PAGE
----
Humans have a constant urge to map, and to generate a mental or physical familiarity and sense of belonging with an idea, sensation, object or place. It is often an unconscious response that blends internal processes with external observation, connecting the real and imaginary. Over the decades Parvathi Nayar has distilled such responses and articulated them visually. Within ‘Atlas of Re-imaginings’ viewers are invited to enter into the artist’s personal atlas, that furthers her preoccupation with the processes of mapping memory, topography, space and scale. Her practice forms an aware connection between the physics, geography and anatomy of any element she chooses to explore, with the invention of secondary worlds being an organic artistic outcome of these investigations.
Water forms a central motif through the compilation of work. Water: in its scarcity and abundance, as the ubiquitous resource we take for granted, and the element that composes a large part of our bodies and our planet. The focus shifts from tiny droplets of moisture and rain, to the mesmerising quality of flowing water, leading on to consciousness of the power and destructiveness of inundating waves and flowing torrents, and finally in aerial view, vast swathes of delta land criss-crossed with veins of a river. Nayar brings a balance between a formal engagement with the visual and material aspects, and the socio-political-environmental dialogues that surround water. Conceptually, the theme follows a recognition of polarities and the manner in which they overlap and balance in natural phenomena - chaos and order; motion and stillness; plenitude and scarcity.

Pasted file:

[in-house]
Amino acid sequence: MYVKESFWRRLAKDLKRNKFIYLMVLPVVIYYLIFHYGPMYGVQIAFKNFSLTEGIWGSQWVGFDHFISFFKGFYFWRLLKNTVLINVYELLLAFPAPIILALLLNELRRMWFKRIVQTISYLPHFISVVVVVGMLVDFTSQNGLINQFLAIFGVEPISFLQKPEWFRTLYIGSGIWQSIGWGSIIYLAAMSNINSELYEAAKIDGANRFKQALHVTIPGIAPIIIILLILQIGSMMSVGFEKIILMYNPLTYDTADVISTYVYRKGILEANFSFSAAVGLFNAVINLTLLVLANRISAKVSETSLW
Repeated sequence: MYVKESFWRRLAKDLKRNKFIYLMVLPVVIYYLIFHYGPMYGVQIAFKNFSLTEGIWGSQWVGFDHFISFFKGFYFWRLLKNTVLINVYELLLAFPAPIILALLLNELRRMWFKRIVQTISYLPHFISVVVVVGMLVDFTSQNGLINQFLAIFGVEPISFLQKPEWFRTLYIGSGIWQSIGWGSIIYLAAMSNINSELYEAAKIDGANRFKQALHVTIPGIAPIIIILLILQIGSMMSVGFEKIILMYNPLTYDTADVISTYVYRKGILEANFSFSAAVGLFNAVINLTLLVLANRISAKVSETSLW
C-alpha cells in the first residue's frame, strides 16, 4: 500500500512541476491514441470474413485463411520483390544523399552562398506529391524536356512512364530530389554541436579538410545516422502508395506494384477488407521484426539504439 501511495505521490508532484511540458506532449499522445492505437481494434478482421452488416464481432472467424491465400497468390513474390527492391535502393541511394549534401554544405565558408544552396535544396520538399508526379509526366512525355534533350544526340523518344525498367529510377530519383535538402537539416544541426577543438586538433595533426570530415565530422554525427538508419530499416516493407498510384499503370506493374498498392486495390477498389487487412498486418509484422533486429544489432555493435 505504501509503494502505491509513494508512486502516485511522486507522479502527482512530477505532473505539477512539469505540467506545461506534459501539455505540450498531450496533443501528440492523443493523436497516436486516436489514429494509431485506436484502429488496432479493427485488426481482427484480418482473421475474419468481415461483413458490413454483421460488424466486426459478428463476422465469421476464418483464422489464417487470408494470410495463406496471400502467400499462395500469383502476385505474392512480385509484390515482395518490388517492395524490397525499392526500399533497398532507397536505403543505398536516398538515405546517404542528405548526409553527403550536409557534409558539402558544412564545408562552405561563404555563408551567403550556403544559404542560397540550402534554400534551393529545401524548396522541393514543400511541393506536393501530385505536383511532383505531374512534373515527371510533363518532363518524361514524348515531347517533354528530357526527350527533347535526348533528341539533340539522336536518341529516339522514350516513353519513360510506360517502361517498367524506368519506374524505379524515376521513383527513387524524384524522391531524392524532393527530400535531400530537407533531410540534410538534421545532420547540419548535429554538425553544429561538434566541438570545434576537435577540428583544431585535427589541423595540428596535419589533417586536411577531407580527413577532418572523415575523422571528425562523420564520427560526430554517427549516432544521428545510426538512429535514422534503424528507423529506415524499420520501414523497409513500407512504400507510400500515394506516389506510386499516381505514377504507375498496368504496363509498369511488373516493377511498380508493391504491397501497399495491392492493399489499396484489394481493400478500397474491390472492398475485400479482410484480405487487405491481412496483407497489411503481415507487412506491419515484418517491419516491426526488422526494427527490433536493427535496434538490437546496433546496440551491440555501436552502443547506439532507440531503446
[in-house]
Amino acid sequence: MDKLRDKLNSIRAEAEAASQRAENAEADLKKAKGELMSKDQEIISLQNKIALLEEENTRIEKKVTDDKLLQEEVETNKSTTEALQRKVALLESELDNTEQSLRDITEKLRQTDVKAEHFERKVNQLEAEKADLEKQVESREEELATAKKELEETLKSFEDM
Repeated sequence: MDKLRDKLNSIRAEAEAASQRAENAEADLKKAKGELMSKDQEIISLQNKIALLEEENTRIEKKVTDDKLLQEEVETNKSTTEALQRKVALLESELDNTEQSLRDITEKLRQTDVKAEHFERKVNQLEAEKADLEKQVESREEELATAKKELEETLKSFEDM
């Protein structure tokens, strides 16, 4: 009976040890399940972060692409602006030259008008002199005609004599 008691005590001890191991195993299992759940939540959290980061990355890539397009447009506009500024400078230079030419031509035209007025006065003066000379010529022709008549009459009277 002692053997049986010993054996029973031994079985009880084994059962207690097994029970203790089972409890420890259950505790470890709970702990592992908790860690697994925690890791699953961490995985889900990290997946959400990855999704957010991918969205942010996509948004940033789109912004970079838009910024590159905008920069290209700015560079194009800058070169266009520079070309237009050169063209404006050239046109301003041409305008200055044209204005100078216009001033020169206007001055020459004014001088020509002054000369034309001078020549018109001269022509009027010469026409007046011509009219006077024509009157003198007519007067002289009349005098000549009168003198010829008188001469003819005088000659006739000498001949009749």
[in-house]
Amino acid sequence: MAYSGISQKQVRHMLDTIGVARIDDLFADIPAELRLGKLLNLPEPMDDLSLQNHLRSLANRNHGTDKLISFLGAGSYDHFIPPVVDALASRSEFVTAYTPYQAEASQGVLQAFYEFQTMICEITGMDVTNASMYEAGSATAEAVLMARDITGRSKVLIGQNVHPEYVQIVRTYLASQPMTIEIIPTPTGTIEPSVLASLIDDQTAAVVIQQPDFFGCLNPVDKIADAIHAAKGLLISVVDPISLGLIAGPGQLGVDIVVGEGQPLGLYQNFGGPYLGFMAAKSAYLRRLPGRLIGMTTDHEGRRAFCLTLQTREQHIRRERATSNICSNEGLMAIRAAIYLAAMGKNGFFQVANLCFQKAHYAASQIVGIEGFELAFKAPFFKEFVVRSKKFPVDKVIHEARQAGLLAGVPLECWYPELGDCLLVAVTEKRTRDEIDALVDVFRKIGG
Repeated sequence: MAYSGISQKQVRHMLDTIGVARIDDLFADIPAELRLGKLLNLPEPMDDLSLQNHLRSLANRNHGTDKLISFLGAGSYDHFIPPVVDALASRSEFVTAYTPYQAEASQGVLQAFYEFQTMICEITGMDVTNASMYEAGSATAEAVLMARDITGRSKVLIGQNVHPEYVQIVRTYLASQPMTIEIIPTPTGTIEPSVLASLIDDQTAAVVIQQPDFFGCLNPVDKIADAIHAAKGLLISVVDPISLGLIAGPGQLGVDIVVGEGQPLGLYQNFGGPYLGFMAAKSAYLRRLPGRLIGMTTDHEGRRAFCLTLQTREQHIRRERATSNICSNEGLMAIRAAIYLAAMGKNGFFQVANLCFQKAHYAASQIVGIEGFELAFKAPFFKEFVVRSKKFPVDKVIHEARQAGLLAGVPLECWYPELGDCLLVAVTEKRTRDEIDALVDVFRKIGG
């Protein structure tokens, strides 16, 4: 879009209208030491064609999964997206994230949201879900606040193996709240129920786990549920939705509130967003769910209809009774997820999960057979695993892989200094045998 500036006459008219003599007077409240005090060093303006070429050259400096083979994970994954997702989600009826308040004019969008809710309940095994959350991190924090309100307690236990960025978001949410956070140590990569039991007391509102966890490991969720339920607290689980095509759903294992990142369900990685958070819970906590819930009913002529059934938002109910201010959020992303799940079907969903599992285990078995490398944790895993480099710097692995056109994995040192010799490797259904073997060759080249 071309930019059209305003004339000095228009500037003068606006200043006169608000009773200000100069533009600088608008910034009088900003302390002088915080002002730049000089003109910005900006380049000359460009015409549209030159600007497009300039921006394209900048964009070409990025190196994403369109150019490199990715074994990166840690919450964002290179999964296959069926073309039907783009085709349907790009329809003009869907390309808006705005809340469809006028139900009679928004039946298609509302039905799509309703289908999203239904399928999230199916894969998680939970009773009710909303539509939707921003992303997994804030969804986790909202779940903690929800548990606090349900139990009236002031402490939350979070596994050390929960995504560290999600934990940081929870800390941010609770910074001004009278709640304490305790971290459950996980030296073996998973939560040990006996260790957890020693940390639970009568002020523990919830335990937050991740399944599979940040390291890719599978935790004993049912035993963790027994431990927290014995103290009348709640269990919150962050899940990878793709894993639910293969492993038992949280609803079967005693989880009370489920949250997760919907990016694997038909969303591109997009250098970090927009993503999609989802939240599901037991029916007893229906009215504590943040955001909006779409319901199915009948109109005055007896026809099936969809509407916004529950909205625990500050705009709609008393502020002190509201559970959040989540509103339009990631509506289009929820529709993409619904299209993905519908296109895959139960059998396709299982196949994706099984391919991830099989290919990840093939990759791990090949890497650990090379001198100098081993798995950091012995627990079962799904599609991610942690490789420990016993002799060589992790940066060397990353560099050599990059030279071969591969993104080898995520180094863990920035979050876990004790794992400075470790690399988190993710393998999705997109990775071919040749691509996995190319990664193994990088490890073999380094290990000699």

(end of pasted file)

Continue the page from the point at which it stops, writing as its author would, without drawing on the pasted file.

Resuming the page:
Nayar peels off the outer layers of a subject and allows the core to become visible. Inscape – a term used by English poet Gerard Manley Hopkins – articulates a recognition of the individuality of every natural thing, and embraces its internal essence.